Future seasons included a new musical reworking of Tosca, a “Club Med” version of The Taming of the Shrew, the world premiere of Willy Russell’s Shirley Valentine, the deranged science fiction of Slaughterhouse Five, and a new annual tradition of musical pantomimes based around classic rock instigated by Return To The Forbidden Planet and inaugurated with Wack and the Beanstalk. With the theatre in the news as much for events surrounding the plays as the plays themselves – casting babies for A Winter’s Tale, or tetanus inoculations for the cast of Macbeth on a famously unhygienic set – the Everyman became synonymous with adventurous productions, challenging performances, and locally-based, rocking pantomimes.

Love at a Loss

“I like good writing.” – John Doyle

“At the Liverpool Everyman, Leonard Bernstein’s Candide explodes like a hand grenade in a nursery.” – John Peter, Sunday Times, June 1992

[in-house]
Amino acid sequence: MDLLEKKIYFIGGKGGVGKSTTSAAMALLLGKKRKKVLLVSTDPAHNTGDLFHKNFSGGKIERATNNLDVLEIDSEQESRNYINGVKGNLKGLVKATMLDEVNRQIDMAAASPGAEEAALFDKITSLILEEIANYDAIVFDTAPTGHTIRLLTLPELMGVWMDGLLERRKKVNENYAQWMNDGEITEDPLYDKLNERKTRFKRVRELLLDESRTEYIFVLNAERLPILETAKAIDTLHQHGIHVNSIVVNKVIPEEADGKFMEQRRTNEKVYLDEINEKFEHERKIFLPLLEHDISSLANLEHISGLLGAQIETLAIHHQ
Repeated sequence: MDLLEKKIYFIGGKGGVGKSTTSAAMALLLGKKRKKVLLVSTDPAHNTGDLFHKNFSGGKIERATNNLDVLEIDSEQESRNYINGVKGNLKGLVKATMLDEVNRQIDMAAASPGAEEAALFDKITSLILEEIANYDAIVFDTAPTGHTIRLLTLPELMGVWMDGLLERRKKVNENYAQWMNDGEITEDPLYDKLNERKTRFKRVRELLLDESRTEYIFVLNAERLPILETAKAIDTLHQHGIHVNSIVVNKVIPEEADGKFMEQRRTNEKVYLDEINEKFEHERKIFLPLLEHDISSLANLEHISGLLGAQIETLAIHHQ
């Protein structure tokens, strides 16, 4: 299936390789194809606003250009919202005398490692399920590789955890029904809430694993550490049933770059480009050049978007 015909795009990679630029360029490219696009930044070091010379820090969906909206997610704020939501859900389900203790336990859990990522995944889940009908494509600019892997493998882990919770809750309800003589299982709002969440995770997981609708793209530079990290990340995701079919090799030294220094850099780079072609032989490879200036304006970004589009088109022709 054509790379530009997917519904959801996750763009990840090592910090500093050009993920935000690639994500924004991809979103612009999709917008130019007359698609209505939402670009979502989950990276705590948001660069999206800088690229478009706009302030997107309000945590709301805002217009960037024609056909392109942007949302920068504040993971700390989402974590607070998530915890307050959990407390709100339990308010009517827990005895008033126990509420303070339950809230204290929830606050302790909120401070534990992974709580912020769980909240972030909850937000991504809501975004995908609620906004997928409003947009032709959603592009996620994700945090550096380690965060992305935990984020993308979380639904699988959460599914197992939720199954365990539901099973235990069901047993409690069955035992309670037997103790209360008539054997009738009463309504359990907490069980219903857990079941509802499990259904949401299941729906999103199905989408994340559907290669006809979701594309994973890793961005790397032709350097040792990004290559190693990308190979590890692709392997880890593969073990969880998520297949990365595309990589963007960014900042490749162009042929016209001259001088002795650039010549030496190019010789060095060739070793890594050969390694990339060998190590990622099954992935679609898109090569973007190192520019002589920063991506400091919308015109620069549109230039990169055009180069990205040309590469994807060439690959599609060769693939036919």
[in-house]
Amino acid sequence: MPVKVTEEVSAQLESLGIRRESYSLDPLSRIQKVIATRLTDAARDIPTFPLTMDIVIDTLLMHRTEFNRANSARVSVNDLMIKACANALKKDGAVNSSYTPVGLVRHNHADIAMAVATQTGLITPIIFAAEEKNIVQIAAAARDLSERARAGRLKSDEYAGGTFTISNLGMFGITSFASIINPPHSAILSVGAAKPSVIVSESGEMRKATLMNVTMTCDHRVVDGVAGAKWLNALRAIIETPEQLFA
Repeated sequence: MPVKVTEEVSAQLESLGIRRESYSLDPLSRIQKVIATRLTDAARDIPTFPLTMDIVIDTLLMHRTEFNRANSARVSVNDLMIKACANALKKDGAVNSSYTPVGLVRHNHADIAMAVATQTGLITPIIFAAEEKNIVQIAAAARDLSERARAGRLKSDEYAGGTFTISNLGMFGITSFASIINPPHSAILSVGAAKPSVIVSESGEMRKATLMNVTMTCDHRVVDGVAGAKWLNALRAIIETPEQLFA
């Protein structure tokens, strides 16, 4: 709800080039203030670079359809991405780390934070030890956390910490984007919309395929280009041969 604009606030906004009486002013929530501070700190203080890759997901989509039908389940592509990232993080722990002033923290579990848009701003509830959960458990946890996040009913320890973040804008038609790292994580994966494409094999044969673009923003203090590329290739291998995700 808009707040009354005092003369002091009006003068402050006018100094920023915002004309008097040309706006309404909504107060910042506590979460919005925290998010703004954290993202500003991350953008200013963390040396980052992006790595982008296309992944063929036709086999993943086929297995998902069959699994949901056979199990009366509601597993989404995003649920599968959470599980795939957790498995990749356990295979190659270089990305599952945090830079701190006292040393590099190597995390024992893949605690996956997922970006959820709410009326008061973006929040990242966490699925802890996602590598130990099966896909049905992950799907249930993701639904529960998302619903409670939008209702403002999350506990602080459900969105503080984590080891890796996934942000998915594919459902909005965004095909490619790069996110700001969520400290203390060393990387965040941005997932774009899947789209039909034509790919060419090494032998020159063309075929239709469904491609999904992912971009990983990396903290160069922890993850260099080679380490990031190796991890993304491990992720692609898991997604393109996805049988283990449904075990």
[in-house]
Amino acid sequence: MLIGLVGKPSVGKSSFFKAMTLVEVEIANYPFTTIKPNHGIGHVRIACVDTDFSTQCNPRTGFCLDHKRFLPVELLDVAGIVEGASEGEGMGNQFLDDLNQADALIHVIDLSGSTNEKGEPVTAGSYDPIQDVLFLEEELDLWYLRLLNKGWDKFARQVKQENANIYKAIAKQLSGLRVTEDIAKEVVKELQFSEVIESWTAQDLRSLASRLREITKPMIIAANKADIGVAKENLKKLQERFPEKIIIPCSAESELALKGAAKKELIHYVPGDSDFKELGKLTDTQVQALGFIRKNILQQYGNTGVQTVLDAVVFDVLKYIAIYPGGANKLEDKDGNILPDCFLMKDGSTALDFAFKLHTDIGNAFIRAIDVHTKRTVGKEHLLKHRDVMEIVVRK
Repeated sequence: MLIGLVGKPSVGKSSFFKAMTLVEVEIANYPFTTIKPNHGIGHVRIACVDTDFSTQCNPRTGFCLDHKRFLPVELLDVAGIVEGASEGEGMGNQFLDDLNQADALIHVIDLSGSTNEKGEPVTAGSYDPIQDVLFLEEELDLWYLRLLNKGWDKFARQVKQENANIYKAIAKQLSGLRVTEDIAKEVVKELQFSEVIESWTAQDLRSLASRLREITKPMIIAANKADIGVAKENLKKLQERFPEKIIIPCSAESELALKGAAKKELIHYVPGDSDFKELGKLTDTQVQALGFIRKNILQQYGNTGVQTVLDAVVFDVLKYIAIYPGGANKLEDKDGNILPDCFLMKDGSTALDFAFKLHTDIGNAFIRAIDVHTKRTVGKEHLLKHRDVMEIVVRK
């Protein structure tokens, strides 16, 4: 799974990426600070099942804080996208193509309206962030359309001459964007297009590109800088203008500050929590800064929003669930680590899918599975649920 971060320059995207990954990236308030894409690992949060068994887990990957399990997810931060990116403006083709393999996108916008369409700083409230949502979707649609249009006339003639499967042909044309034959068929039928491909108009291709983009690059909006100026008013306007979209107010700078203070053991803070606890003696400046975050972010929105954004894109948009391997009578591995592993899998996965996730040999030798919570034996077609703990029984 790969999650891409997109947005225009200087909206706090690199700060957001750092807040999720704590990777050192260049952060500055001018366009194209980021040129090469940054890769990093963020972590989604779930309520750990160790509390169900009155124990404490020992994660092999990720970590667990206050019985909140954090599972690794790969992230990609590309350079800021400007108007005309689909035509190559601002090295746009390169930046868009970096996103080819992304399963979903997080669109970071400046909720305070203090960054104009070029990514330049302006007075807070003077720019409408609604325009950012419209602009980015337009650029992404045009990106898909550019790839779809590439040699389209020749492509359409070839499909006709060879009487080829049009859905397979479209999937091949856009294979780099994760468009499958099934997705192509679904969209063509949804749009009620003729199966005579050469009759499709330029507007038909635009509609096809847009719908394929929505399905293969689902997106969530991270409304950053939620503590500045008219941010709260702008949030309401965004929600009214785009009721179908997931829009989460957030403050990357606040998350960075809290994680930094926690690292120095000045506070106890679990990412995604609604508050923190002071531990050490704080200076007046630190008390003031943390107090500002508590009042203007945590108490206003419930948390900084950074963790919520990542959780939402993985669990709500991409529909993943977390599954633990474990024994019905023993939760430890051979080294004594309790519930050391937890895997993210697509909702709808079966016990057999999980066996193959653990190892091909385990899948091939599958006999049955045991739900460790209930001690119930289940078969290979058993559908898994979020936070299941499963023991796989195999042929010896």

The transition from the 1980s to the 1990s saw John Doyle as Artistic Director, continuing the ideas and methods of his predecessor while putting his own interpretation on them, as well as staging the season with a permanent company for the first time in over a decade. The first season’s programme was nothing less than ambitious, including The Trojan Women, a western musical adaptation of Lysistrata, ‘Tis Pity She’s A Whore adapted to the world of organised crime, and the premiere of Alexander Solzhenitsyn’s Victory Celebrations. The now-traditional Rock ‘n’ Roll Panto remained, with Sleeping Beauty, and projects were undertaken that played to the historic strengths of the Everyman. These included a version of The Nativity that toured Merseyside, marking the first time since 1978 that the Everyman company had performed in a travelling production, as well as a cast of seven performing Brecht’s A Caucasian Chalk Circle. Similar ambition drove a production of the rarely performed Candide, a musical requiring a particularly large cast, on a shoestring budget and with a cast of only twelve (including musicians). Candide experienced one major hiccup – the theatre had difficulties acquiring the 5,000 balloons necessary for the production – and the production had acclaim enough to tour nationally.